It hasn’t been that long since I couldn’t leave the house alone. Now that my kids are a little older I can run errands and Christmas shop without curious and active helpers. This week we wanted to give that chance to some of the women in our neighborhood who have young children at home and could use a day out.
I feel that this type of education is important. I am hoping to teach my boys to be sensitive to the needs of others and to serve and honor women. I also want them to learn to cherish, respect and take care of children.
So, Tuesday was spent with my kids looking through activity books and writing down ideas for how we could make the time special for the children we would be watching. We assigned out the activities and made preparations. Ollie folded and decorated many paper airplanes, Burton printed pictures and gathered supplies for a Santa craft and Max readied some gingerbread cookie dough. Simon prepared for a snack in the bear cave (under the piano bench) and Jack helped by playing and participating with the kids.
We played Red Light-Green Light, Hide and Seek, and a parents personal favorite, Dead Dog. If you haven’t heard of dead dog, it is the game you introduce when things are getting a little loud and overly rambunctious. The object of the game is for each child to be as still as possible, like a dead dog. If they laugh, even when tickled, they are out. When I was growing up I used to love this game. It wasn’t until I became a parent that I learned why the adults at Grandma’s house loved this game so much. It’s a win-win!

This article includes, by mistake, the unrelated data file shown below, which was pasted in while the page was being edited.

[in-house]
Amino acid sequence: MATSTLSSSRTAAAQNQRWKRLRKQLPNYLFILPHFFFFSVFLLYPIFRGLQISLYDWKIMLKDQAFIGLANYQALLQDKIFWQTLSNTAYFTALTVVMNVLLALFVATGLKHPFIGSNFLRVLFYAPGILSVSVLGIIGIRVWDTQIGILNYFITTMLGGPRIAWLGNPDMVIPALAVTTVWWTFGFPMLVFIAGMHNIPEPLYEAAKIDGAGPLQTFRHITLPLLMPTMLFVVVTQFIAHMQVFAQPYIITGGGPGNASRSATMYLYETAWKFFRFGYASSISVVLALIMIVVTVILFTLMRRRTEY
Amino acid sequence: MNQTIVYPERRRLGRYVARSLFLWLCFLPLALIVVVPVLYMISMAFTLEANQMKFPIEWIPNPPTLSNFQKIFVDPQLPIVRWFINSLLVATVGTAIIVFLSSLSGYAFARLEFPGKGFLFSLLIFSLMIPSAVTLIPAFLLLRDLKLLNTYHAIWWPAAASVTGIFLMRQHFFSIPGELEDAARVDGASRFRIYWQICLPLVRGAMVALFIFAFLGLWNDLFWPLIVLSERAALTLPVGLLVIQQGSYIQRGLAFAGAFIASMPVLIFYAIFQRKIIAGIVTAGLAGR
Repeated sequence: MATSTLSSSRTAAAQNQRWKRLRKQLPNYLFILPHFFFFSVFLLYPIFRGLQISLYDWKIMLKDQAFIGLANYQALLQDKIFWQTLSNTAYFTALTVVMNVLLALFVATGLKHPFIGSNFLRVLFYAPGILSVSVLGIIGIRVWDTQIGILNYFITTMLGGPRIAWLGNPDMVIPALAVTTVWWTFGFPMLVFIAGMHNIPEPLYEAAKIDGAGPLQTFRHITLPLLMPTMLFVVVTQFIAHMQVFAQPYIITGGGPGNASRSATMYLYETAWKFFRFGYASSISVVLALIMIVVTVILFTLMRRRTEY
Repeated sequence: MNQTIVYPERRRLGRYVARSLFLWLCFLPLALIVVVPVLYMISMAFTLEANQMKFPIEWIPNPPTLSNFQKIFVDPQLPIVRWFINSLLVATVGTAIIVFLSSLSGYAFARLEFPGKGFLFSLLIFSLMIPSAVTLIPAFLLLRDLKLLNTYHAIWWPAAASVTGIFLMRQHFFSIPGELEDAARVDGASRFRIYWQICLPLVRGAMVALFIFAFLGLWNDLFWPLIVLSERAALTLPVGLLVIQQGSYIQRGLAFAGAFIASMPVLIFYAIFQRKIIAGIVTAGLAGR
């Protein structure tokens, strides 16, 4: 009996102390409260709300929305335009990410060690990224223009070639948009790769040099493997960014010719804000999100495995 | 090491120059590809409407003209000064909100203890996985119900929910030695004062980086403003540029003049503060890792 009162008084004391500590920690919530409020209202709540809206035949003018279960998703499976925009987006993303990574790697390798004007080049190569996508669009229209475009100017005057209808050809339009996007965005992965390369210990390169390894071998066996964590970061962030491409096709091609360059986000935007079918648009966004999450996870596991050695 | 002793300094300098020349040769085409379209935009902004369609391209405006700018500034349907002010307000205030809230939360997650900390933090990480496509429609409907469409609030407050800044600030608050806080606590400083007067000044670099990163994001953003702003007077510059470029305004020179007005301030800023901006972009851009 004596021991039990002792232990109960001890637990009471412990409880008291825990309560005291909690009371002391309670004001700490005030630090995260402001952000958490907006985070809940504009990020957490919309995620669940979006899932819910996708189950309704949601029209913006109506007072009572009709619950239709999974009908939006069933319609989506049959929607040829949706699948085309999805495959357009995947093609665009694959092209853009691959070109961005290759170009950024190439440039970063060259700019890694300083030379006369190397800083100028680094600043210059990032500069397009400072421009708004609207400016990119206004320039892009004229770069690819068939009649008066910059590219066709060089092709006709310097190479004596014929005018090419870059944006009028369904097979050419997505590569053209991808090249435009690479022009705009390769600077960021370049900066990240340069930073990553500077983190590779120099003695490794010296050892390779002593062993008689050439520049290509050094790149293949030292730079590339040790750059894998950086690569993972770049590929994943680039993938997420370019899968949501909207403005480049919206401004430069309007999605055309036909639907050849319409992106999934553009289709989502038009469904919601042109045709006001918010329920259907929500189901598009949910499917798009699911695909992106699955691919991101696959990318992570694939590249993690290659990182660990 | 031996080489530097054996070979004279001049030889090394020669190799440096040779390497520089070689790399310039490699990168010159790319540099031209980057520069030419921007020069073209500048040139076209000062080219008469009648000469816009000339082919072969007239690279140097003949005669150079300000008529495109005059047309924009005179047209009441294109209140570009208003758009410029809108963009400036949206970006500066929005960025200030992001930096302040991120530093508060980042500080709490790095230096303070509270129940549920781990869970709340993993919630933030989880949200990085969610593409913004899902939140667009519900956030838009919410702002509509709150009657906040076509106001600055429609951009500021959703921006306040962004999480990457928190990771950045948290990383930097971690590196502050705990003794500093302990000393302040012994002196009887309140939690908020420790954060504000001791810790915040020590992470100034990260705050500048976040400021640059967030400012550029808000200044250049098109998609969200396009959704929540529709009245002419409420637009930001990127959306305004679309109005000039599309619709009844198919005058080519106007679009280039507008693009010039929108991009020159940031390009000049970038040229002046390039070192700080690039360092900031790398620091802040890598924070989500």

We used our cookie cutters and talked to the children about how mischievous the gingerbread men can be and that we would have to keep an eye on them. We carefully got them onto the cookie sheet and into the oven. While reading the story of the Gingerbread man “Run, run as fast as you can, you can’t catch me I’m the gingerbread man,” we sat on a blanket and kept our eye on the cookies to make sure they didn’t get away. When the cookies were ready to come out, each of the little ones put on an oven mitt to catch the gingerbread men in case they made a run for it… and they did. I quickly flipped some off the pan and while they were busy looking for them, the older kids hurried to place some by the doors and stairs. Luckily only a few escaped and we got to eat the rest.
Making reindeer sandwiches and zoos out of blocks is just the beginning of learning to grow up kind and respectful. The fact that they found joy and struggle in it can’t hurt either.